Collins, Reed, Merkley Lead Bipartisan E…

Washington, D.C – In an effort to reconnect more kids with nature, improve their mental and physical health, and address critical environmental challenges, US Senators Susan Collins (R-ME), Jack Reed (D-RI), and Jeff Merkley (D-OR) introduced legislation to strengthen and expand environmental education in America’s classrooms.

“Maine’s abundant natural resources and pristine environment make it an idyllic place for children to grow up,” said Senator Collins. “From our verdant western mountains to our rugged coastline and all of the lakes, ponds, forests, and rivers in between, there are endless opportunities for young people to explore and enjoy the outdoors. Our bipartisan legislation would provide grants to states to integrate environmental education into their core curriculum and also establish an outdoor education pilot program so that students can learn more about the native flora, fauna, and ecosystems in their own backyard and be inspired with a lifelong love of nature.”

“We are incredibly grateful for Senator Collins’ co-sponsorship of the No Child Left Inside legislation. Maine is a national leader in outdoor learning. With the additional funding from this bill, schools could ensure that youth have powerful outdoor and environmental learning experiences. NCLI’s focus on educator support, community partnership, and outdoor school experiences will rapidly accelerate states’ ability to meet the needs of our youth, preparing them to enter the workforce with essential skills while supporting their physical and mental well being,” said Olivia Griset, Executive Director of The Maine Environmental Education Association.

I am in full support of the No Child Left Inside legislation. The outdoors supports wellness in all humans. This bill will enhance teacher professional learning focused on facilitating outdoor learning experiences. Teachers are the conduit through which children can learn in an environment that will support their physical, social-emotional, and cognitive development. We can no longer continue the laser focus on cognitive growth in the public school system and ignore the needs of the whole child, said Marie Robinson, Ph.D. Superintendent of Schools; Elementary Principal Katahdin Schools, RSU 89.

the No Child Left Inside Act will help bring locally developed, high-quality environmental education programs to more schools nationwide by authorizing up to $150 million annually in federal assistance to states to develop and implement environmental literacy plans. The bill will also promote professional development for teachers on how to integrate environmental literacy and field experiences into their instruction and establish competitive grants to help schools partner with colleges and non-profits to expand research-based practices in outdoor education.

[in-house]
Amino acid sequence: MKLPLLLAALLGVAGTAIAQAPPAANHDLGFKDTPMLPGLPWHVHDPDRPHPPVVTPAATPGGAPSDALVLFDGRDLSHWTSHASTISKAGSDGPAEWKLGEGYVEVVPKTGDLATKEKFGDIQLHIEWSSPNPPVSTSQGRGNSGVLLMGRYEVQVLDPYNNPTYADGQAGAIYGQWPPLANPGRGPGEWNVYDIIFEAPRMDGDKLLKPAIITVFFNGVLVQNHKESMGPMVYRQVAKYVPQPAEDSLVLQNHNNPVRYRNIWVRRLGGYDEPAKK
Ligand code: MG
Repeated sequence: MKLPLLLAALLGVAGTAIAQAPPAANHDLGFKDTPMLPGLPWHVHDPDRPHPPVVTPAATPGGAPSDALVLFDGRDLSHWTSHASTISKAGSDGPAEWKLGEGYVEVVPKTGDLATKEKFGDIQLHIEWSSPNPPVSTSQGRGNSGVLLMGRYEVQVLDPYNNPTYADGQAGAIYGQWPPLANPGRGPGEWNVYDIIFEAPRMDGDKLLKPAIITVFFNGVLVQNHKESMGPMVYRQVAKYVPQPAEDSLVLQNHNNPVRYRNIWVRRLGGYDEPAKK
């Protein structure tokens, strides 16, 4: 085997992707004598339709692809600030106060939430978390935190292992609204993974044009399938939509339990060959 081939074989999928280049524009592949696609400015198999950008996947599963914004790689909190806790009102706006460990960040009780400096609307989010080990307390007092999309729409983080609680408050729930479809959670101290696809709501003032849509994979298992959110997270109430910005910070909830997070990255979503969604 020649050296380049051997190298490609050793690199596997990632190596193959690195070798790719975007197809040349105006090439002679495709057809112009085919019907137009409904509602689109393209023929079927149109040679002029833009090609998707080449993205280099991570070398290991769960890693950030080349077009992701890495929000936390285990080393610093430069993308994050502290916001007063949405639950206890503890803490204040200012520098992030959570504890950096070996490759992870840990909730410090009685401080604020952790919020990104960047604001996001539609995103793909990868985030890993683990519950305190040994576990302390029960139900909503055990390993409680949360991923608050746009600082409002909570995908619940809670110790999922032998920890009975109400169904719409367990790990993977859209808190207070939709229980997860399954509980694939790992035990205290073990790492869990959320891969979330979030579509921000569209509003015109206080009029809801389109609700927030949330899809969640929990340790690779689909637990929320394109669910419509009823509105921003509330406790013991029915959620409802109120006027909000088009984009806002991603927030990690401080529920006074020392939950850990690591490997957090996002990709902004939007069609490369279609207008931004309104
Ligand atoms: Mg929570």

Recent studies show that kids today are spending less time outside than previous generations and more time on screens. Yet the benefits of time outdoors and connecting with nature are numerous, including:

  • Better school performance
  • Increased health and fitness and improved cognitive function and more creativity
  • Less depression, stress, and hyperactivity
  • More exposure to natural light and lots of outdoor physical activity improves children’s natural sleep rhythms
  • A longer life span and healthier adult life

the No Child Left Inside Act will help provide federal grants to states for partnerships between school districts and parks, natural resource management agencies, educator preparation programs, and museums or other organizations with expertise in engaging young people with real world examples of environmental and scientific concepts. The legislation also establishes a pilot program for outdoor school education programs that offer intensive, hands-on learning experiences, such as residential programs and summer camps.

the No Child Left Inside Act also wants to help coordinate federal efforts on environmental education. It requires the Secretary of Education to establish an environmental literacy advisory panel to coordinate and report on environmental literacy activities across federal agencies. It will also provide easy access to environmental education resources through the Department of Education’s website.

When children explore the outdoors, it increases their physical activity level and may also help boost their self-esteem and improve their academic performance in other subjects. A study by the American Institutes for Research shows that children who participated in outdoor education programs significantly raised their science test scores by 27 percent, as measured by a pre- and post-survey administered immediately upon their return to school.

Companion legislation is being introduced into the US House of Representatives by Congressman John Sarbanes (D-MD).

the No Child Left Inside Act has the support of nearly 100 organizations, representing educators, parks, museums, environmental organizations, and community-based organizations at the national, state, and local levels.


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